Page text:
Date of birth: 1877
Date of death: 5 September 1919

Died of illness contracted on active service aged 42

Archibald Henry was born in Oxford, the son of Edward Lucas Hogarth, a schoolmaster, and his wife Mary. His father was the proprietor of private schools in Fryern Barnet and Enfield from the late 1870s for some twenty years.

Presumably, Archibald was educated by his father until he went to Westminster. He came up to Christ Church with a Classical Exhibition in 1896. Whilst up at Oxford, he served during the South African (Boer) War with the Queen’s Own Oxfordshire Hussars being awarded the DCM.

He went on to St. Bartholomew’s Hospital graduating M.B., B.Ch. Oxon. In 1904, he became a house physician at Barts and for part of the time there was, also, assistant medical officer to the Port of London. He became interested in housing, and his M.D Thesis in 1908 was entitled “The present position of the housing problem in and around London”.

Joining the London County Council he worked to establish legislation on school hygiene. Later when he became County Medical Officer for Buckinghamshire, he developed schemes for sanitation in rural districts, dental care of children, maternity and infant welfare and control of venereal disease.

On the outbreak of war, he was mobilised and went to France in September 1914, as Regimental Surgeon. He took part in the battle of Ypres but was invalided home with pleurisy in the spring of 1915. Returning to France in August, he spent the whole of the winter there. Promoted Major in July 1916, he returned to England and was appointed sanitary officer for Southern Command. In early 1917, he was sent to Switzerland to report on the condition of interned British prisoners of war.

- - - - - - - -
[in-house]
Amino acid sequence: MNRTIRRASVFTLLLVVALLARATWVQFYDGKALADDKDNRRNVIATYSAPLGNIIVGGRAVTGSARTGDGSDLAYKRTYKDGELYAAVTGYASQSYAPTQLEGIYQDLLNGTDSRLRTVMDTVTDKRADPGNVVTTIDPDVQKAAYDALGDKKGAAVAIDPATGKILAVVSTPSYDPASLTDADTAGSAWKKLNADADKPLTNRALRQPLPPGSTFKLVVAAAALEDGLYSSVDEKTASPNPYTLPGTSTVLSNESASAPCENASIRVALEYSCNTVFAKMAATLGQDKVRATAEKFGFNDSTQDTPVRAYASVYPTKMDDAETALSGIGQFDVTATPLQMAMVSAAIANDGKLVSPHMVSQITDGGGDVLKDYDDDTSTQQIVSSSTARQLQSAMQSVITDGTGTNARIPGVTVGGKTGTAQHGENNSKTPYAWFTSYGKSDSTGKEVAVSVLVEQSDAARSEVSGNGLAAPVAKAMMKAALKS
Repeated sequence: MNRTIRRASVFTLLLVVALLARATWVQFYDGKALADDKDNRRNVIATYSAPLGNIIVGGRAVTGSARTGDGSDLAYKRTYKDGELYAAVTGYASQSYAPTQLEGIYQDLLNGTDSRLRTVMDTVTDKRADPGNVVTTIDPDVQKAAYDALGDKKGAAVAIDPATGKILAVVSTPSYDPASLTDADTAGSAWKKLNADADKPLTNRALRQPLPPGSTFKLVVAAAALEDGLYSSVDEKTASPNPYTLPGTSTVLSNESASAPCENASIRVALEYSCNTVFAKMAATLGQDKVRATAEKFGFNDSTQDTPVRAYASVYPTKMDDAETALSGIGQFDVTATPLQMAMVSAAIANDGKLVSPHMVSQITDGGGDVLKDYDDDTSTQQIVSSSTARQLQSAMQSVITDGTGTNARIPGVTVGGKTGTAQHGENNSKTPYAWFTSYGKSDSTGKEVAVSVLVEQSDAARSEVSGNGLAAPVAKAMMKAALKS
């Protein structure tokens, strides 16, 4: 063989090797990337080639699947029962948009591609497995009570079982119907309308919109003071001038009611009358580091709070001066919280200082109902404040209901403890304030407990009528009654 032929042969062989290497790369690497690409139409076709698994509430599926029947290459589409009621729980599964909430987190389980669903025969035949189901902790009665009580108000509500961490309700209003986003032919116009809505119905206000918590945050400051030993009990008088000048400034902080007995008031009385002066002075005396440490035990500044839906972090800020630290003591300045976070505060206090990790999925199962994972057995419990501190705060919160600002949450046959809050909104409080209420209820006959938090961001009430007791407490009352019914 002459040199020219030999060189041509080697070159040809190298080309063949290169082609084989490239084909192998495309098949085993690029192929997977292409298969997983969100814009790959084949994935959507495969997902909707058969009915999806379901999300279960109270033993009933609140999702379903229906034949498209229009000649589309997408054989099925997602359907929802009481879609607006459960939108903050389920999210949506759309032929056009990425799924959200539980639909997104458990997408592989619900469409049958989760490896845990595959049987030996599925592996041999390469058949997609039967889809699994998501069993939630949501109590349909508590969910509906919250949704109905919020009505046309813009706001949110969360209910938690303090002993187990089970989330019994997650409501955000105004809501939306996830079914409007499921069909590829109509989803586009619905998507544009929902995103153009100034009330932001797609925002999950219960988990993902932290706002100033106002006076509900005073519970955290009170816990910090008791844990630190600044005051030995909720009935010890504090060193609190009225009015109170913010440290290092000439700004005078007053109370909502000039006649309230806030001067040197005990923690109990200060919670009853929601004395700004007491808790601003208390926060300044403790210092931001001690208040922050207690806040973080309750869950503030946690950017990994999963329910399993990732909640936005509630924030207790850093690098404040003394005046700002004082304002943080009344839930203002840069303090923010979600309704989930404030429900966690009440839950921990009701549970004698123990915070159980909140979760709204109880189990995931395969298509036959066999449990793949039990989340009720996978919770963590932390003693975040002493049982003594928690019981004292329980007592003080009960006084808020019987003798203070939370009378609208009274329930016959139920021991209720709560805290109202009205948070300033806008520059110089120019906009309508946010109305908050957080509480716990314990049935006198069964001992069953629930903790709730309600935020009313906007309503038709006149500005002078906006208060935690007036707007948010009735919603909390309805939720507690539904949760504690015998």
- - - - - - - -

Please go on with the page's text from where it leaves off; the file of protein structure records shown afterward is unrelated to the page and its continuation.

In April 1918 he was transferred to the medical branch of the Royal Flying Corps. He went to the Aegean in October, to inspect naval air stations. Influenza was raging and he took charge of the medical arrangements for which he was awarded the OBE.

During the voyage home he contracted “Vincent’s angina” from which he never fully recovered. He died at his home Quainton Cottage, Quainton near Aylesbury.

“—whether in peace or war he always fought the good fight. The singular charm and sincerity of his character were felt by all who knew him. His untimely death is a loss to medicine and more especially to the public health service.”
from the Obituary published in the British Medical Journal 20 September  1919.

Archibald married Margaret Cameron Macdonald in 1915. Their son, Richard, was born in 1917. Margaret Hogarth became well-known as a medical officer for schools for the LCC and died in 1980 at the age of 95.

His Effects amounted to £4570 14s 9d. Probate was granted to his widow on 25 October 1919.